BMW Championship

'Big shot Jon' strikes again as Rahm wins the BMW after holing another epic, can-you-believe-it putt

August 30, 2020
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Keyur Khamar

OLYMPIA FIELDS, Ill. — Dustin Johnson made a double-breaking 43-footer for birdie, over a ridge, on the 72nd hole of the BMW Championship, to get into a playoff. The 50-or-so people gathered around the 18th green went nuts. So did Twitter. It was the signature moment of a delightfully brutal week at Olympia Fields.

That is, until Jon Rahm said Hold my cerveza.

“I made an unbelievable putt,” Johnson said. “And then Jon made an even more ridiculous putt on top of me.”

Rahm holed a 66-footer for birdie on the first playoff hole—66 feet!—to win the BMW and deny Johnson of back-to-back victories in the first two FedEx Cup Playoff events. Joaquin Niemann and Hideki Matusyama finished two back in a tie for third.

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For Rahm, it’s his second victory since the post-COVID restart and the fifth of the 25-year-old’s PGA Tour career.

And Rahm won it despite an epic mental blunder on Saturday, when he picked up his ball on the green before marking it and was penalized a stroke. He still managed to shoot 66, tied for the lowest score of the third round, and closed on Sunday with a six-under 64, the lowest score anyone shot all week on this U.S. Open-ready course.

Rahm’s winning total of four-under 276 ties the highest on tour this season. Only five players finished the week under par; Rahm played his final 37 holes in 11 under. The preposterously good weekend allowed him to claw his way to the top of a leader board after sitting at six over par, seven strokes off the lead through 36 holes.

“After Friday, I went to the range and figured some things out, just got comfortable,” Rahm said. I knew it wasn’t far away. Slowly got better each day. Figured it out, came out on Saturday and played really good golf, and just kept it going today.”

Rahm’s making a bit of a habit of this—winning tournaments despite spotting the rest of the field a shot or two. In July, when he won the Memorial to (briefly) reach World No. 1, he was docked two strokes on Sunday for accidentally moving his ball as he set his wedge onto the grass. Rahm holed that chip for birdie, but the record books show a bogey. That penalty soiled an electric moment, although it did not cost him the victory.

There was no ruining this one, either. Rahm let out a primeval yell as his ball kissed the flagstick and drop in the cup. It was a starkly different reaction than Johnson’s understated fist-pump and simple raised finger when his ball also caressed that blessed flagstick and dropped 15 minutes earlier. Both players then drove golf carts—both feet pressed pedal-to-the-medal, both caddies in the passenger seat, all four mouths wired shut—back to the 18th tee for a mano-y-mano showdown between the No. 1 and No. 2 players in the world. (By the way: Johnson’s solo-second finish keeps him in the top spot. For now.)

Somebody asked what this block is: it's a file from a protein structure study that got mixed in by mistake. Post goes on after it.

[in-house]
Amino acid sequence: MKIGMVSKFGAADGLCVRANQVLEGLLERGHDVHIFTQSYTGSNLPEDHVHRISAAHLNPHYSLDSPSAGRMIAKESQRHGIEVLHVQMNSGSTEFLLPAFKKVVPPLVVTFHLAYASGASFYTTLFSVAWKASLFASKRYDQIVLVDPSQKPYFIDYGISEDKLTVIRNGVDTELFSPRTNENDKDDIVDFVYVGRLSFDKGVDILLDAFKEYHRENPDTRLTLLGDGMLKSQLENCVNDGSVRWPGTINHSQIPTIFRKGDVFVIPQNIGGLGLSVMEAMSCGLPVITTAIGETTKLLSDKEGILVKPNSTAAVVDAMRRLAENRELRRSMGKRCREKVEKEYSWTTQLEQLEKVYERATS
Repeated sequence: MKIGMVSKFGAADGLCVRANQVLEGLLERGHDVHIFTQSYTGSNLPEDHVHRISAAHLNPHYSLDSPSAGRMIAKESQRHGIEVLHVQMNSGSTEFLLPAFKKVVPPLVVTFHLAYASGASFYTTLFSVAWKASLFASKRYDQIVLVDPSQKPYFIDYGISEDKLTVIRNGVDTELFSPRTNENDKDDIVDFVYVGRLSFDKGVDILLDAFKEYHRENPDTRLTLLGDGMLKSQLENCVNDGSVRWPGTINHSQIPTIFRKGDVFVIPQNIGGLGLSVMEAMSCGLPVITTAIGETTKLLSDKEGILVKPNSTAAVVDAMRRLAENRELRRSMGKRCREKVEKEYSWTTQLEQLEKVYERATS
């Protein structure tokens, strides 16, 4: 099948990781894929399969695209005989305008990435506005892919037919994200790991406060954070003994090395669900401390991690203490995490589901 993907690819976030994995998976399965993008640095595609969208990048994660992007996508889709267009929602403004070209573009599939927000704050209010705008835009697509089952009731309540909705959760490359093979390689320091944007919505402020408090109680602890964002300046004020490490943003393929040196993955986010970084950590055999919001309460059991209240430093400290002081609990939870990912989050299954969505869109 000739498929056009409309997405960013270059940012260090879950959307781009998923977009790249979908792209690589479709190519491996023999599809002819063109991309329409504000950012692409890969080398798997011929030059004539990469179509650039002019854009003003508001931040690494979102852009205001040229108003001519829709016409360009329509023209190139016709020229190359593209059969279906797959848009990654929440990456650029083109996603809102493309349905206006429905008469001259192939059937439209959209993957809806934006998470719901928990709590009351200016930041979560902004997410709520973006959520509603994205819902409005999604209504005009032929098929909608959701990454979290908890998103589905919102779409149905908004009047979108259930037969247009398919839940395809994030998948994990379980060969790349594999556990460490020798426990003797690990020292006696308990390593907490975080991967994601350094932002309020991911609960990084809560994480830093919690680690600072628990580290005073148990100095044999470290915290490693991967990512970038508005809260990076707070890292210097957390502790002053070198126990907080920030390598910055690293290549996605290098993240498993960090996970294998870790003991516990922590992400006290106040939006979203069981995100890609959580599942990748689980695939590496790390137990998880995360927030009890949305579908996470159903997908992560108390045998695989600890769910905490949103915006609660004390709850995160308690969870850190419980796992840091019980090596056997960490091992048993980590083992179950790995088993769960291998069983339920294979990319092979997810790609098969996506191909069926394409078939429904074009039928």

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Andy Lyons

When Dustin Johnson made a 43-foot birdie on the 72nd hole to force a playoff, it looked like the World No. 1 had regained all the momentum.

Rahm played first, sending a high cut on a draw-friendly hole into juicy rough down the right. No angle at all to a front-right pin. DJ played next and pulled his into the trees. With the light fading quickly, he couldn’t tell where it ended up. So when he saw one ball in the center of the fairway, he assumed it was Rahm’s. A marshal gave him the good news.

“Oh, that’s me? It’s nice.”

Nice indeed. Johnson played his approach into the fat part of the green, a slight pull, but nothing to complain about with his opponent in the rough. Rahm muscled one onto the very back-left portion of the green, miles away from that front-right pin, a ridge between him and the jackpot.

“I don’t have a set method that you can just teach,” Rahm said of his approach to reading a putt like that. “I’m a feel player. I grew up on golf courses with a lot of slope, so putts with slope is something I enjoy, I like, and I’m comfortable reading and putting. It felt right in my alley.”

Still, he had no delusions about actually making the thing.

“My hope was to get myself somewhat of a doable uphill putt, somewhere hopefully within three feet. But that was extremely difficult, so three to six feet. I was just kind of hoping to give myself that type of chance. Obviously still wanted to put on a good roll, but my focus was solely on speed so I could give myself the best chance.”

The pace was perfect. The ball crawled to the top of that ridge, and Rahm raced to get behind it, trying to see how the ball broke around the hole in preparation for his comebacker.

Only there was no comebacker.

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Keyur Khamar

Rahm couldn't contain his joy after the turn of events in the playoff.

The putt capped a dramatic comeback, and one that seemed destined to come up short as his ball soared toward the water hazard right of the 15th fairway—the one place you can’t hit it on that hole.

But the golf gods owed him one. Granted, Rahm can’t blame anyone for his ball-marking blunder. But as far as penalties go, that was a rather innocuous one. No funny business intended. He took the one-shot penalty and moved on. So when his ball ricocheted off trees back into safety, the word karma sprang to mind. Rahm would go on to make birdie, then made a 30-footer for birdie on 16 that no one will remember.

The 66-footer, though, will be impossible to forget. That is, if he can ever wrap his around it.

“I still can’t believe what just happened.”

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